Segmentation spoiler: you’re looking for 4 kinds of psychological profiles.
We all know that people are not all the same and neither is their behavior, even for very specific product categories.
But it’s not totally subjective, either.
If you’re planning segmentation this year…
or have a segmentation in-hand that’s turning out tough to activate against…
or simply want to figure out how to drive buy-rate and penetration for your brand…
You need to uncover which of the 4 human drivers correlate with your category – which then, in turn, reveals how to position your brand and communicate to consumers for maximum behavior-driving.
Neuroscience provides these 4 drivers which are durable, predictable, and explain WHY people act the ways they do in a given context (like a category, phase of the purchase journey, or shopping channel).
Rational: Pursue INFORMATION via reading labels, comparing options, and deciding for themselves which decision makes the most logical sense (this is usually how most of us THINK we make decisions).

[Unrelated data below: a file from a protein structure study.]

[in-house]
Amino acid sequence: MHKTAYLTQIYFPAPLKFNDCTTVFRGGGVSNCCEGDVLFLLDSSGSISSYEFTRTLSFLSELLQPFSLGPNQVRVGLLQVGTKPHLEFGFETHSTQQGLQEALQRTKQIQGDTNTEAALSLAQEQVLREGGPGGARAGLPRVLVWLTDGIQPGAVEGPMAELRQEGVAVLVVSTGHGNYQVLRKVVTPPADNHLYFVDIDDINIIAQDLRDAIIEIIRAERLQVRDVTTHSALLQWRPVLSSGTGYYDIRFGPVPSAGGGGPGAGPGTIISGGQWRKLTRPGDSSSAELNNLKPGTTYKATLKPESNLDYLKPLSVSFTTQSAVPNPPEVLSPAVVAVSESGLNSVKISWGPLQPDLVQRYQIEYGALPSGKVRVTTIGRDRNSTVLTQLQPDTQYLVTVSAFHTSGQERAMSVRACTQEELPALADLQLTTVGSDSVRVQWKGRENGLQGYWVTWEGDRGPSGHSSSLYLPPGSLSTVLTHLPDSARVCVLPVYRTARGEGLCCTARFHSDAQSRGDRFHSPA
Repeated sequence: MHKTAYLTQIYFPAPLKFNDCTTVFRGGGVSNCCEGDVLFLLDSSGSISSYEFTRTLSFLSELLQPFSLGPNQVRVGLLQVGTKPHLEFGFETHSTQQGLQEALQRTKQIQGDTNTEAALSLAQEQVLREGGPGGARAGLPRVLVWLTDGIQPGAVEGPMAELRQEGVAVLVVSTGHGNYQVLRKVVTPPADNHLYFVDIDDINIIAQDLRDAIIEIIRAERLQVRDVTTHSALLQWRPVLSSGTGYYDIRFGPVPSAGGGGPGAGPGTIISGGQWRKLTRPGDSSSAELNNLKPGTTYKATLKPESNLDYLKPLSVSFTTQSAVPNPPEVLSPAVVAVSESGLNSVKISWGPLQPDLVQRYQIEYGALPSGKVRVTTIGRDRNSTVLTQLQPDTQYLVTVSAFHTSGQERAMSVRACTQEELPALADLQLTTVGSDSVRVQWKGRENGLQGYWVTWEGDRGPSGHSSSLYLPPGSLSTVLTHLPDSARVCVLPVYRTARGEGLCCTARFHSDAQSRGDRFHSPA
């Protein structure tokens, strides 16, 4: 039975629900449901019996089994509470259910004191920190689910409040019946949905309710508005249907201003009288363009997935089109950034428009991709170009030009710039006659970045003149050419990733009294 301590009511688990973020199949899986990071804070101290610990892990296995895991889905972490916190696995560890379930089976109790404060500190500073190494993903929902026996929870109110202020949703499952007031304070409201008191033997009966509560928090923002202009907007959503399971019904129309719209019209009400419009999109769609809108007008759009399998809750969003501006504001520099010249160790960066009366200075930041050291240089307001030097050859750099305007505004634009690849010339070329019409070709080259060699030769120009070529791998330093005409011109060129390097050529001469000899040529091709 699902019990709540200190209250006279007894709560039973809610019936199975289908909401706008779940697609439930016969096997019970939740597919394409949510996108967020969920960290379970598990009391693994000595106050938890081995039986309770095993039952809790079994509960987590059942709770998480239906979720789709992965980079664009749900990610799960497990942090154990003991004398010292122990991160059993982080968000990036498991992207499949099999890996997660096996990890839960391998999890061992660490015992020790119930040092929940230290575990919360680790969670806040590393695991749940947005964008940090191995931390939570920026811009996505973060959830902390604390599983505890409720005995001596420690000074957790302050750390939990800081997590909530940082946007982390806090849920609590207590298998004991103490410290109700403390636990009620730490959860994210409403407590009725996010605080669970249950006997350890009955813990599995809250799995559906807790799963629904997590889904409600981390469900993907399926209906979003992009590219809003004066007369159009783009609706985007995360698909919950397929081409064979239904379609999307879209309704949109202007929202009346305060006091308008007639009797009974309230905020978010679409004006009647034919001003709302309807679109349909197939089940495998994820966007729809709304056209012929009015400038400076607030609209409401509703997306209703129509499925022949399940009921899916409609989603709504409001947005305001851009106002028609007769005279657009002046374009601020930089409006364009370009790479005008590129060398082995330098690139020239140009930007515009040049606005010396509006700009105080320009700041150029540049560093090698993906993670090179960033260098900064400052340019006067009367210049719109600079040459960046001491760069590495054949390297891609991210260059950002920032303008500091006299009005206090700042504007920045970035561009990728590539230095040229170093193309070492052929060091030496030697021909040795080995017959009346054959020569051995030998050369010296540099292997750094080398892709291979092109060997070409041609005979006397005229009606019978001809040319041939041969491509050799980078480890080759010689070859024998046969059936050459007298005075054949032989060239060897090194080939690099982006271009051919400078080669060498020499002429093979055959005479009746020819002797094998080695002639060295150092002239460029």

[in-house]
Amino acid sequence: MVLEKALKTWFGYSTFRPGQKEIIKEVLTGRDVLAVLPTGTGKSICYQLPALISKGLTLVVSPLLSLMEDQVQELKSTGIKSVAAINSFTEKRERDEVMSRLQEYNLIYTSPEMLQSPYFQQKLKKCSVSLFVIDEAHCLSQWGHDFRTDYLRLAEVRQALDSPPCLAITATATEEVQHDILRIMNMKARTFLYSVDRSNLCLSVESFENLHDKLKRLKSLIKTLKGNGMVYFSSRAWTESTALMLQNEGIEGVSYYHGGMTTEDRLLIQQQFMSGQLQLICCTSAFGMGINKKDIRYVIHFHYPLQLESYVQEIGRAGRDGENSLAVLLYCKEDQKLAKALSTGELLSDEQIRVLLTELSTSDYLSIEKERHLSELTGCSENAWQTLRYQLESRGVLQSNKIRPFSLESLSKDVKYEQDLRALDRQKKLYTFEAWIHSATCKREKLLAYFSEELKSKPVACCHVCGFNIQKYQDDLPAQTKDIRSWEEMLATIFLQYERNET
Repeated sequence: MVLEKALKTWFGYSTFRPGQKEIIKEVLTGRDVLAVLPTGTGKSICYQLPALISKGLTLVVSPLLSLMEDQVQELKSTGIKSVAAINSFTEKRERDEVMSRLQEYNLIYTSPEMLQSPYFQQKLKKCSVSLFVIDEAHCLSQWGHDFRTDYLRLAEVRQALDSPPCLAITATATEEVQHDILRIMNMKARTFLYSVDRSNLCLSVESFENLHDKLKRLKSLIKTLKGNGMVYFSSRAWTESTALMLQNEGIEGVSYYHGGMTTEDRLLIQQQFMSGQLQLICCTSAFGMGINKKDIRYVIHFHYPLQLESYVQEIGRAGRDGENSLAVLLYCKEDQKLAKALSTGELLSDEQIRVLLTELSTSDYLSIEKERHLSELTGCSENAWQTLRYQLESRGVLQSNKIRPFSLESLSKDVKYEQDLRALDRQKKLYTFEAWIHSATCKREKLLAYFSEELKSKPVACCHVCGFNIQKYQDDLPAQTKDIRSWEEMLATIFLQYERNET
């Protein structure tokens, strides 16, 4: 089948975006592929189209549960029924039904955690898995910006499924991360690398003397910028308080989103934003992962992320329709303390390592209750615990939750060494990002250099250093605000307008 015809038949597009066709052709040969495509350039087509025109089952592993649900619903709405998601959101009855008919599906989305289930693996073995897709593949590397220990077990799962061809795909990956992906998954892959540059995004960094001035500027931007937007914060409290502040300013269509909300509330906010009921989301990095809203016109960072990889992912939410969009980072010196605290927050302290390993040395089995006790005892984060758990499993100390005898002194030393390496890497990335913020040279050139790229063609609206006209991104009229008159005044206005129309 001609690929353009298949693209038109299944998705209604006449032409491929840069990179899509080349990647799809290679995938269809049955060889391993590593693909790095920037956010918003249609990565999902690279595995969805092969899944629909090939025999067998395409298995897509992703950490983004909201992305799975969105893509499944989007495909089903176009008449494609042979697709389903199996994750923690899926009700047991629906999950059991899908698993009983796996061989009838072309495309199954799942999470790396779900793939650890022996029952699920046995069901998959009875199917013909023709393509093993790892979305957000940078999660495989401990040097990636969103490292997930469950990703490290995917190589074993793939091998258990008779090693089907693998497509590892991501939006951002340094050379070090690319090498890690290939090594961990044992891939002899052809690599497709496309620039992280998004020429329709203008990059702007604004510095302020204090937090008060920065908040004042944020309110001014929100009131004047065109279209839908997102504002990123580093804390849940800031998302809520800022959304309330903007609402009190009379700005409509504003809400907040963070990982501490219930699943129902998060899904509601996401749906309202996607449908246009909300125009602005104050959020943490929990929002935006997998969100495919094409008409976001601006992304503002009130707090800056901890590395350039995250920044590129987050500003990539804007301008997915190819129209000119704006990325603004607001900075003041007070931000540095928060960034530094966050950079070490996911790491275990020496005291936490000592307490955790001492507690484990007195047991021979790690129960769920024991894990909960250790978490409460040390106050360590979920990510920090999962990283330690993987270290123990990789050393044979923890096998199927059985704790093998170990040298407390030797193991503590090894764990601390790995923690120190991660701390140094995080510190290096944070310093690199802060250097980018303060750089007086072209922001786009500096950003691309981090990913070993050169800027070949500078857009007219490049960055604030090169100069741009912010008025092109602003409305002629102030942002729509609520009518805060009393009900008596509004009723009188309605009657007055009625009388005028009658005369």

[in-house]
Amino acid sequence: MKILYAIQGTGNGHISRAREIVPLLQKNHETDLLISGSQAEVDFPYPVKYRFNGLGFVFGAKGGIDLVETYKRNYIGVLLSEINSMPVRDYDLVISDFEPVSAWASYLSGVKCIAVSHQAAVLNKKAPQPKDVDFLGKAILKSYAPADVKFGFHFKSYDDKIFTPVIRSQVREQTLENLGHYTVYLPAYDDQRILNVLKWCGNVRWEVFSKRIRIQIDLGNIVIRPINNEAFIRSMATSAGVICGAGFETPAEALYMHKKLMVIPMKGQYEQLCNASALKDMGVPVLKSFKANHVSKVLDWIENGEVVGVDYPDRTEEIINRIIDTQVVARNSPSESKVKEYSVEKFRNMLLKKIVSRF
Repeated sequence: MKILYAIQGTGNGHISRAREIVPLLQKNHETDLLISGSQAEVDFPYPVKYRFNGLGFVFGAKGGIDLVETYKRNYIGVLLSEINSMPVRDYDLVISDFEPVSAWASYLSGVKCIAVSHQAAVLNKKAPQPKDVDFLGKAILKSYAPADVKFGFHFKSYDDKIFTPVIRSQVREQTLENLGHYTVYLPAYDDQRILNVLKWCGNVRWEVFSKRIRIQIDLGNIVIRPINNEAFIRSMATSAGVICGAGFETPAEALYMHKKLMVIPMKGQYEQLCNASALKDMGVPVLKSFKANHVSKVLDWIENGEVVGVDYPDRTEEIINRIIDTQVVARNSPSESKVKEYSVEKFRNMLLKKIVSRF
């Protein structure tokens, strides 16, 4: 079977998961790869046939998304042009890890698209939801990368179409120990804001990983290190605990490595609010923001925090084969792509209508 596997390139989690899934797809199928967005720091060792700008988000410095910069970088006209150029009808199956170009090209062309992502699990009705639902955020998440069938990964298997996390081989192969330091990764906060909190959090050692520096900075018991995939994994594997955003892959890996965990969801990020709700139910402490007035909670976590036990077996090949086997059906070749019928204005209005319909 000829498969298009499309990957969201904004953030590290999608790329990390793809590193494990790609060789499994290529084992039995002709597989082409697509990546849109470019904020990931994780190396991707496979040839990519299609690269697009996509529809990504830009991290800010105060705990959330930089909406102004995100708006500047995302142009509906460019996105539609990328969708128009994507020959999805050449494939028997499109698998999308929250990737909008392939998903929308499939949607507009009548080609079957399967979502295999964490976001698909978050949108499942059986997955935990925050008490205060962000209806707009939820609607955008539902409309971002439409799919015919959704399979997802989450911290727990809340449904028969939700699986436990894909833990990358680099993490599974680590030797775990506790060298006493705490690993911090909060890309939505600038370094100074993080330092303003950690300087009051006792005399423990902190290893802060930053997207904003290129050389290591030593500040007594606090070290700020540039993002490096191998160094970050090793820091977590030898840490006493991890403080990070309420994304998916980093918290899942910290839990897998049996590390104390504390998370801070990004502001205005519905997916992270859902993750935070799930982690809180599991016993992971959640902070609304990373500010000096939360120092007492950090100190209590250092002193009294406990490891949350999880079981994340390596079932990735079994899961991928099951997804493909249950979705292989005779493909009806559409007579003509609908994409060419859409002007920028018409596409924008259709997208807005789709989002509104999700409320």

Tribal: Pursue ALIGNMENT via the wisdom of the social tribe to ‘endorse’ / approve a decision (or brand).
Exploratory: Pursue new DISCOVERY, meaningful personal experiences, and sensory-based decisions.
Instinctual: Pursue WINNING and standing out from the pack via gut instinct and satisfying impulses.
Think about the last car you bought – you can probably identify which of the above most strongly influenced your choice (even if you’d hesitate to announce it out loud).
It can become more elusive, however, in determining why you chose a brand of cola, a fast-food place, or a toothpaste brand – but the same forces were at work deep in your subconscious.
And, these forces directly predict how you’ll make decisions, what / who will influence you in the journey, and how to attract your attention.
Even with expensive, months-long segmentation studies, all roads will lead back to these four human truths.
A sub-set of these – or all of them – may be present in YOUR context / category, but they’re surely there, and they’re the unlock to the often elusive ‘actionable segmentation.’